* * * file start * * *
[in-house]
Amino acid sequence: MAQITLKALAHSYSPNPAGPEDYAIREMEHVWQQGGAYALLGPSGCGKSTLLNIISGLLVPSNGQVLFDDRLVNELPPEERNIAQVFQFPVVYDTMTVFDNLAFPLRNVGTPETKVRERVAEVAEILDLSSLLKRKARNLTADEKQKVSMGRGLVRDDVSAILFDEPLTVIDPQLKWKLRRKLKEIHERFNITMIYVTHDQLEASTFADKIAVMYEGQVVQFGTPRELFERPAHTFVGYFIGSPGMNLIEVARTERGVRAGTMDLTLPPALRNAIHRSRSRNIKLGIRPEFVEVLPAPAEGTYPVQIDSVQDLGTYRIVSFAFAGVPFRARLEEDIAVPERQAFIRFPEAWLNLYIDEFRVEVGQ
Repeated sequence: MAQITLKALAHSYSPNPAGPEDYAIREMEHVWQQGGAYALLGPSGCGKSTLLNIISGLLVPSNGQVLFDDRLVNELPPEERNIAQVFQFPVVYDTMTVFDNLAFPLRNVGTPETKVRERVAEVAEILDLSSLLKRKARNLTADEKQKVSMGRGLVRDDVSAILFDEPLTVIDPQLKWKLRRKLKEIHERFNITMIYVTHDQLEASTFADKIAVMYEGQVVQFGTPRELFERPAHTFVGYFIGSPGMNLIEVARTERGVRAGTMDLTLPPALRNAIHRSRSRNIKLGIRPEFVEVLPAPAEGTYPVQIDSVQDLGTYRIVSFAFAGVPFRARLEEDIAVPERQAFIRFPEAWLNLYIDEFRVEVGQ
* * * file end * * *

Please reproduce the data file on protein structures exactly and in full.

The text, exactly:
[in-house]
Amino acid sequence: MAQITLKALAHSYSPNPAGPEDYAIREMEHVWQQGGAYALLGPSGCGKSTLLNIISGLLVPSNGQVLFDDRLVNELPPEERNIAQVFQFPVVYDTMTVFDNLAFPLRNVGTPETKVRERVAEVAEILDLSSLLKRKARNLTADEKQKVSMGRGLVRDDVSAILFDEPLTVIDPQLKWKLRRKLKEIHERFNITMIYVTHDQLEASTFADKIAVMYEGQVVQFGTPRELFERPAHTFVGYFIGSPGMNLIEVARTERGVRAGTMDLTLPPALRNAIHRSRSRNIKLGIRPEFVEVLPAPAEGTYPVQIDSVQDLGTYRIVSFAFAGVPFRARLEEDIAVPERQAFIRFPEAWLNLYIDEFRVEVGQ
Repeated sequence: MAQITLKALAHSYSPNPAGPEDYAIREMEHVWQQGGAYALLGPSGCGKSTLLNIISGLLVPSNGQVLFDDRLVNELPPEERNIAQVFQFPVVYDTMTVFDNLAFPLRNVGTPETKVRERVAEVAEILDLSSLLKRKARNLTADEKQKVSMGRGLVRDDVSAILFDEPLTVIDPQLKWKLRRKLKEIHERFNITMIYVTHDQLEASTFADKIAVMYEGQVVQFGTPRELFERPAHTFVGYFIGSPGMNLIEVARTERGVRAGTMDLTLPPALRNAIHRSRSRNIKLGIRPEFVEVLPAPAEGTYPVQIDSVQDLGTYRIVSFAFAGVPFRARLEEDIAVPERQAFIRFPEAWLNLYIDEFRVEVGQ